Dovedale Dipper, 2016

Photo courtesy of the Rotary Club of Matlock's website.

Photo courtesy of the Rotary Club of Matlock’s website.

In what felt like such a bizarre situation, 2016 so far had not featured any competitive events for me. I’d covered a lot of mileage, plus I did run at the Manchester Marathon in April, BUT, so far none of this mileage was at competitive pace; I’d not yet had the chance to test my top speed against anybody except myself. It was time to get back on the horse!

Unfortunately, my horse was a bit lame.

I’d been suffering with a partially hurty foot (I think that’s the technical term) for the last few weeks, so training had taken a bit of a hit and I was carrying a bit of extra injury weight as a direct result. So this would also be my first official return to running to see if things were okay again. It’s like that well known, old expression that everybody uses – there’s nothing better than a full, off-road marathon to really test the water, when it comes to recovering from a hurty foot.

A Little Bit About The Event

I had run in this event before back in 2013 and was lucky enough to finish 2nd despite a lot of navigational errors in a time of 4:03. So essentially, I knew what to expect. This is a very friendly, low-key trail event, with minimal course markings, but plenty of walkers who set off an hour earlier, which helped us guide ourselves along and stay on course for the most part.

I also remembered that although not the hilliest of marathons I’ve ever done; this was far from flat, with a good 3,000ft+ of elevation in the profile.

Off We Went

Lining up for the start. I'm hiding in the orange bandana.

Lining up for the start. I’m hiding in the orange bandana.

It was swelteringly hot, which I don’t really mind, as I’m usually pretty good in the heat. I set off at a tentative pace; thinking mostly about my foot. However, as the miles progressed, so did my confidence and it became clear that my foot was now fully fixed.
Unfortunately, the same couldn’t be said for my fitness up the hills. I’m sure they weren’t this steep last time around!

Nevertheless, I soldiered on like a hero… As long as by ‘hero’, you mean bewildered, laboured and needing to ask for directions a lot from nearby runners. It was safe to say, I didn’t remember much from running the course three years ago.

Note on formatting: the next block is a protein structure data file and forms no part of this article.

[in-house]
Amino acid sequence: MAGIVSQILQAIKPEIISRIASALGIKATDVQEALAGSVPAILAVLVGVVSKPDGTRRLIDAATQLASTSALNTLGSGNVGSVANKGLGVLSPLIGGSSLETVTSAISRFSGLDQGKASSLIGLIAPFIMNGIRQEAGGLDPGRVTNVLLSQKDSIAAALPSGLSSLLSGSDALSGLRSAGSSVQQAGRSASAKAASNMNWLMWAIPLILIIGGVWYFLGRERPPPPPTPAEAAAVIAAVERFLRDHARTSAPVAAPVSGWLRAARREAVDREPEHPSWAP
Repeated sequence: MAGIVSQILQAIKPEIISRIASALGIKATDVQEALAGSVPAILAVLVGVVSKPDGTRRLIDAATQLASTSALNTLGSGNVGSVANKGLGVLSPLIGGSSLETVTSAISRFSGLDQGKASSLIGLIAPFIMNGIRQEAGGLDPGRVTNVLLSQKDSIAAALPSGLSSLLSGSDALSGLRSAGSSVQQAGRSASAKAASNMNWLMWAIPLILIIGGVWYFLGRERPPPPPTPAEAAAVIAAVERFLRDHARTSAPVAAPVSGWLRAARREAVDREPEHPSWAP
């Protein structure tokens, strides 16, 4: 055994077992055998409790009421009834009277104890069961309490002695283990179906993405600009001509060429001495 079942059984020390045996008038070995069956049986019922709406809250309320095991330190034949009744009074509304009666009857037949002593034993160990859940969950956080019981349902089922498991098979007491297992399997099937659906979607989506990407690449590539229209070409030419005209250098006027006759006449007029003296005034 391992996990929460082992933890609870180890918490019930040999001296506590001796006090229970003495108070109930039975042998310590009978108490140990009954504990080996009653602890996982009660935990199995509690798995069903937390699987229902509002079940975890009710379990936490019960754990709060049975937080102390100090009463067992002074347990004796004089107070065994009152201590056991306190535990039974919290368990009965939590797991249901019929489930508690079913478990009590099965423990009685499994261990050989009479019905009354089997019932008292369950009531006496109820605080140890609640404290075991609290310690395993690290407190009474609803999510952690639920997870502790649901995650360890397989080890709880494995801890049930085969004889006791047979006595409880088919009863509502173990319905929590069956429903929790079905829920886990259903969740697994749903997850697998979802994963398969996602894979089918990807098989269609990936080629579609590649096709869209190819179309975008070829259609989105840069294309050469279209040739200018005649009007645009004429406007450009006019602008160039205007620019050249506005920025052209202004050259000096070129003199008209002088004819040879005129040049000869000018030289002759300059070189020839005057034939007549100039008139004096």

All jokes aside, I wasn’t too disappointed with my fitness. It was my first competitive race back for almost a year, and I was dragging a additional half a stone around the course that I wouldn’t normally have on me. Plus it wasn’t really until mile 24 that any proper exhaustion really kicked in, as I left the final checkpoint and joined alongside the river to follow back into Hartington for the finish.

To the final CP

To the final CP

The finish came at around 27.4 miles according to my Garmin, but the last mile was all downhill so it felt like I got that one for free. I had finished in a time of 4:24, which was 20 minutes slower than my PB, but a respectable enough time given the circumstances and 3rd place overall, which is always a nice surprise.

In Summary

This is a great event, albeit not for the faint-hearted in terms of navigation and hills, but like all of these events, it’s the people that make it what it is.

It was a friendly atmosphere, not overly competitive and all of the volunteers were top rate in their encouragement for the runners and walkers on the 15 or 26 (lol) routes. Plus I got chance to catch up with a few runners I had met before at previous events, and met a few others along the route who I’ll no doubt see again.

This properly served as a reminder as to why I got into this sport in the first place. It’s like running, but without the obsession with splits, times and extreme competitiveness you sometimes find. Just running with all the fun bits and no drama.

Nice to be back!

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